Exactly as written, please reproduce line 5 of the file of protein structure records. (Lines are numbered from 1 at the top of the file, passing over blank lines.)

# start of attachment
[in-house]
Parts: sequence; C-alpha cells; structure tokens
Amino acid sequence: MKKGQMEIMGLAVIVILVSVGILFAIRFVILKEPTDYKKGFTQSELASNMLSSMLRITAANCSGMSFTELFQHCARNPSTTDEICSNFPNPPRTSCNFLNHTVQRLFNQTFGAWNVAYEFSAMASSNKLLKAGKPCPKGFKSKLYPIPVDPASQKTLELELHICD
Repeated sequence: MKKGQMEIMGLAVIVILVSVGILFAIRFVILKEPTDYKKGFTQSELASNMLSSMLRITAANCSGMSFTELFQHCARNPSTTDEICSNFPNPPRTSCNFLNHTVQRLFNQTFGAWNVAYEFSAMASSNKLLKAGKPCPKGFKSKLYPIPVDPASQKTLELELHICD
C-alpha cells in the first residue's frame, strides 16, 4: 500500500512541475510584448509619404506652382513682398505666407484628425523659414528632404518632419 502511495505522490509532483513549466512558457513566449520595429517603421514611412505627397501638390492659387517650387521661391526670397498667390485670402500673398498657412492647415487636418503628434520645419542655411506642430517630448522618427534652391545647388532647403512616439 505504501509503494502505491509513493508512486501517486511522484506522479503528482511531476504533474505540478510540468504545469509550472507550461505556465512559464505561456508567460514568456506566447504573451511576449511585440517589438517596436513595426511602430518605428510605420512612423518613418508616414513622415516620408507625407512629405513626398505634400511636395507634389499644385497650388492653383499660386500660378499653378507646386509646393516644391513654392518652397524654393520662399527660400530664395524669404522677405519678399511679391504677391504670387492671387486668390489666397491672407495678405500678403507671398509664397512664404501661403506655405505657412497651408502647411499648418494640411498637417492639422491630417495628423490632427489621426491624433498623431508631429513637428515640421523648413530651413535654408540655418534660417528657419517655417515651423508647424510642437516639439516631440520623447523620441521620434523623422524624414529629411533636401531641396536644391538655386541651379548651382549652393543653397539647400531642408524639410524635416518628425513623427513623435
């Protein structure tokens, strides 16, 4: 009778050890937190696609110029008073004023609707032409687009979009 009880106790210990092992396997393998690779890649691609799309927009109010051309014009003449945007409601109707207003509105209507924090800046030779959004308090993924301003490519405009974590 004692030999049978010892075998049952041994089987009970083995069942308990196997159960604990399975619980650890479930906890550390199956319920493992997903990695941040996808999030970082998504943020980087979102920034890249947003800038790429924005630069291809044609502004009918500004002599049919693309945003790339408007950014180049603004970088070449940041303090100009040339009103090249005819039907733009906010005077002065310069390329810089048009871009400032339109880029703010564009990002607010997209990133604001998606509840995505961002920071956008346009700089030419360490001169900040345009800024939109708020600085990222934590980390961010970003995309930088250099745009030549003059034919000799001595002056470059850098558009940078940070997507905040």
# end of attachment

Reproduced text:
C-alpha cells in the first residue's frame, strides 16, 4: 500500500512541475510584448509619404506652382513682398505666407484628425523659414528632404518632419 502511495505522490509532483513549466512558457513566449520595429517603421514611412505627397501638390492659387517650387521661391526670397498667390485670402500673398498657412492647415487636418503628434520645419542655411506642430517630448522618427534652391545647388532647403512616439 505504501509503494502505491509513493508512486501517486511522484506522479503528482511531476504533474505540478510540468504545469509550472507550461505556465512559464505561456508567460514568456506566447504573451511576449511585440517589438517596436513595426511602430518605428510605420512612423518613418508616414513622415516620408507625407512629405513626398505634400511636395507634389499644385497650388492653383499660386500660378499653378507646386509646393516644391513654392518652397524654393520662399527660400530664395524669404522677405519678399511679391504677391504670387492671387486668390489666397491672407495678405500678403507671398509664397512664404501661403506655405505657412497651408502647411499648418494640411498637417492639422491630417495628423490632427489621426491624433498623431508631429513637428515640421523648413530651413535654408540655418534660417528657419517655417515651423508647424510642437516639439516631440520623447523620441521620434523623422524624414529629411533636401531641396536644391538655386541651379548651382549652393543653397539647400531642408524639410524635416518628425513623427513623435